It’s 1907, and Drs. Coppersmith and Stewart find themselves in Bath with two different goals to accomplish. Orlando is to assess the value of several mathematical tomes that the College might wish to purchase and Jonty is trying to finish his treatise on the sonnets. Once in Bath, they are approached by a man with a 20- year old murder mystery he wants them to solve. Then Jimmy Harding appears,an old friend of Jonty’s, in Bath to stage a production of MacBeth. He is determined to pull Jonty into the production with the aim of separating him from Orlando and into his arms. With temptation, mystery and stress swirling around them, how will Orlando and Jonty survive their lessons in temptation.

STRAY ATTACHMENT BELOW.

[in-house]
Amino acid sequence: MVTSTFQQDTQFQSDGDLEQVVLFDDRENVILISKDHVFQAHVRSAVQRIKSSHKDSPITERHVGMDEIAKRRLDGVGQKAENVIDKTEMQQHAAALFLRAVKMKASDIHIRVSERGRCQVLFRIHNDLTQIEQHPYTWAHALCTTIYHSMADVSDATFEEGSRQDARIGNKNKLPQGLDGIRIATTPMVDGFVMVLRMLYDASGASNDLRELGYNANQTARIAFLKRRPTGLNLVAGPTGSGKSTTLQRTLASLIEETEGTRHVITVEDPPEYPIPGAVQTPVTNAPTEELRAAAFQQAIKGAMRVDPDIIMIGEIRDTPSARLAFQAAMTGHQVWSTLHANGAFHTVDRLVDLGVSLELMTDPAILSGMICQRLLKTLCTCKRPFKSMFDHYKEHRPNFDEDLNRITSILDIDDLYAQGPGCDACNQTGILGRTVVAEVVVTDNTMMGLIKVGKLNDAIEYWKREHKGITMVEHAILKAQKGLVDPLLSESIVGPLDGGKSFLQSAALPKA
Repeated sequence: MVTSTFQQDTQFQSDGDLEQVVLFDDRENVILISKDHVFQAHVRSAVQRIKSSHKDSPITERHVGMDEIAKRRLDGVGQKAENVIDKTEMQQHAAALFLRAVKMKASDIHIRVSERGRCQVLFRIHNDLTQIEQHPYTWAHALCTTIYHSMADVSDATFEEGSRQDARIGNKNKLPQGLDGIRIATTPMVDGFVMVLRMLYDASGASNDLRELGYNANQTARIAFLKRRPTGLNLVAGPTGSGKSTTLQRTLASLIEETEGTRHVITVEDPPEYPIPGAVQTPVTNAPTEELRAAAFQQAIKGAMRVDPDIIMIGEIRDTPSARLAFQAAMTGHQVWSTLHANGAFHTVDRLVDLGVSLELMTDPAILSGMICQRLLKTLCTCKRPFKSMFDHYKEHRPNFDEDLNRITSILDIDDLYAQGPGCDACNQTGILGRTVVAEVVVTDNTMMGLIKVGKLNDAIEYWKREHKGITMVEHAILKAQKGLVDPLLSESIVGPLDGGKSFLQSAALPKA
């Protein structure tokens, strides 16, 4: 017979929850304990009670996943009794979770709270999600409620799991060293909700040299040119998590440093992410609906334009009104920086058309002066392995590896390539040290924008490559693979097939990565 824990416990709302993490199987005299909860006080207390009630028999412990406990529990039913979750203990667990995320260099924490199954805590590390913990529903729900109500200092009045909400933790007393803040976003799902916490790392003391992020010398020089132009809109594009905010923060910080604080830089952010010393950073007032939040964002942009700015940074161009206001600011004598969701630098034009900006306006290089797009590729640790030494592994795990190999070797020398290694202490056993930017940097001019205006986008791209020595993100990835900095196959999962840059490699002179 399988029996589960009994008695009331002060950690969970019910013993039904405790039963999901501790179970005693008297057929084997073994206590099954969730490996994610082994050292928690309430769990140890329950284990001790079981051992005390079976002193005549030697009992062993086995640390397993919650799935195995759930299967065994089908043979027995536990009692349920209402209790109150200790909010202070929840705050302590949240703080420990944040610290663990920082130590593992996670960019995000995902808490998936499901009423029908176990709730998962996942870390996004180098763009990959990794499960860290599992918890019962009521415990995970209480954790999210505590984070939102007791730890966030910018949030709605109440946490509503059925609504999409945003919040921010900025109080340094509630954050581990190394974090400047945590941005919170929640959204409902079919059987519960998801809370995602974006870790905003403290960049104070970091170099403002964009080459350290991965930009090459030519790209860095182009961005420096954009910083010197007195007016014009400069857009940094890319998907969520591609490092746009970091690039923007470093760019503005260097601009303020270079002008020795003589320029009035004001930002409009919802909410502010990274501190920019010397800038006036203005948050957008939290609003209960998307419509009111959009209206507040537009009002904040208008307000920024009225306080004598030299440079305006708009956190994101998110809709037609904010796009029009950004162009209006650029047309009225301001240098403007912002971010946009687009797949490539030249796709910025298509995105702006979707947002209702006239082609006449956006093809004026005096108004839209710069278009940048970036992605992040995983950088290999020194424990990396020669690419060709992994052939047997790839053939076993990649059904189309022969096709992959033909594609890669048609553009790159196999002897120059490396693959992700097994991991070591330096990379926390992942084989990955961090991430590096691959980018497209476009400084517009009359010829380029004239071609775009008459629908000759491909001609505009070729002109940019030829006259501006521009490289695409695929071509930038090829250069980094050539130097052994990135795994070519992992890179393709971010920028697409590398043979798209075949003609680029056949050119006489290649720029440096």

With the fifth book in the series, Orlando and Jonty’s relationship is faced with yet another crisis, this one of faith and self knowledge. I love that with each book, Charlie Cochrane moves her Cambridge Fellows relationship forward to another level, usually with the impetus of a crisis of either emotional or physical means. And it is done in the middle of some murder mystery that must be solved, with a clue alluding to some missing component or pointing to some problematic area in their partnership. You always feel hat without some spark, Orlando would happily continue on, thinking all was well with their love. Jonty usually provides the spark or explosion that sends one of them into the clouds of introspection and rumination and this time it is no different.